In Memory of a Childhood Hero — Robin Williams, 1951-2014

I was sitting in the back of the car, having just seen the film Hook. I was fourteen years old and had spent the previous summer at a writing camp, so my thoughts were all on creativity and the spirit that drives it. The movie had filled me with a sense of promise and hope, as though I could accomplish anything that I dreamed. This sense came largely because of the well cast role of Peter Pan, who was portrayed by Robin Williams.

A few years earlier, I would regularly sit and watch the classic television show Mork and Mindy — Robin Williams would in my opinion dominate the average episode, filling it with his enthusiasm. I remember watching the show and feeling validated as a person who was regularly labeled weird by even my friends. It was okay to be different or strange, Mork and Mindy told me.

When I read yesterday that Mr. Williams was found dead in his home and that it was suspected that he committed suicide, my immediate reaction was to think that it must have been a hoax. I have seen far too many people share links on social media to alleged reports that people have passed away only to find out that they linked to satire sites or just plain cruel sites that exploit the fact that people will click in incredulity if they see that a celebrity has passed away. I then read further and saw that the sites sharing the story were all legitimate news organizations.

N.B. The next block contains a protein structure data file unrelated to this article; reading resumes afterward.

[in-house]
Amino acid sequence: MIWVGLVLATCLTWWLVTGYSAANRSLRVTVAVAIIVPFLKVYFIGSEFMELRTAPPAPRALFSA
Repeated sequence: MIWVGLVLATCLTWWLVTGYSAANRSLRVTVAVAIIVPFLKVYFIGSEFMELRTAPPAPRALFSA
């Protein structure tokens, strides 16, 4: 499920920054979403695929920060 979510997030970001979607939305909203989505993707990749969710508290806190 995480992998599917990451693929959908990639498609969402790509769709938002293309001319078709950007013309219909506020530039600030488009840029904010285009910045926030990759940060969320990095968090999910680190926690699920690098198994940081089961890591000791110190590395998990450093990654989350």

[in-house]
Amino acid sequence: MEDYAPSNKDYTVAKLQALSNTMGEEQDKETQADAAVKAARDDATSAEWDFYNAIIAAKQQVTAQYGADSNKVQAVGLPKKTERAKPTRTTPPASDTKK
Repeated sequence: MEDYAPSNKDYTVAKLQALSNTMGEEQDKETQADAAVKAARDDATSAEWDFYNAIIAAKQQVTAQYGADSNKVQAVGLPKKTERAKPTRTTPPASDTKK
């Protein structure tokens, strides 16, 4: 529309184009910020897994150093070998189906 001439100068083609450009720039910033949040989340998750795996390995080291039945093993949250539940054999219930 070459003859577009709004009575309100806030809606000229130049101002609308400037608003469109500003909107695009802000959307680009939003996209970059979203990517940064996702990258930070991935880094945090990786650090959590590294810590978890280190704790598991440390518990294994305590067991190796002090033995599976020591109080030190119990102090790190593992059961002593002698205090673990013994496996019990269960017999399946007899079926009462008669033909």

“This couldn’t have happened, could it?” I asked myself. I was coaxing my son Chaim to eat his macaroni next to cheese and felt devastated as the news sank in.

I spent much of my youth watching Robin Williams in various roles, and never had a clue as to who he was “in real life” — that is, I had no idea that he deeply suffered from depression and that was what most likely led to his taking his own life.

This made me think about friends and family — how well do we really know them? How many of our friends are suffering and we have no idea that it is the case because they are doing so silently and not wanting to “cause a problem?” has an excellent guide called “How to Help Someone who is Suicidal“. Candace Jordan of the Chicago Now blog wrote a piece about recognizing a person who has suicidal tendencies that you can read here.


Leave a Reply

Fill in your details below or click an icon to log in: Logo

You are commenting using your account. Log Out / Change )

Twitter picture

You are commenting using your Twitter account. Log Out / Change )

Facebook photo

You are commenting using your Facebook account. Log Out / Change )

Google+ photo

You are commenting using your Google+ account. Log Out / Change )

Connecting to %s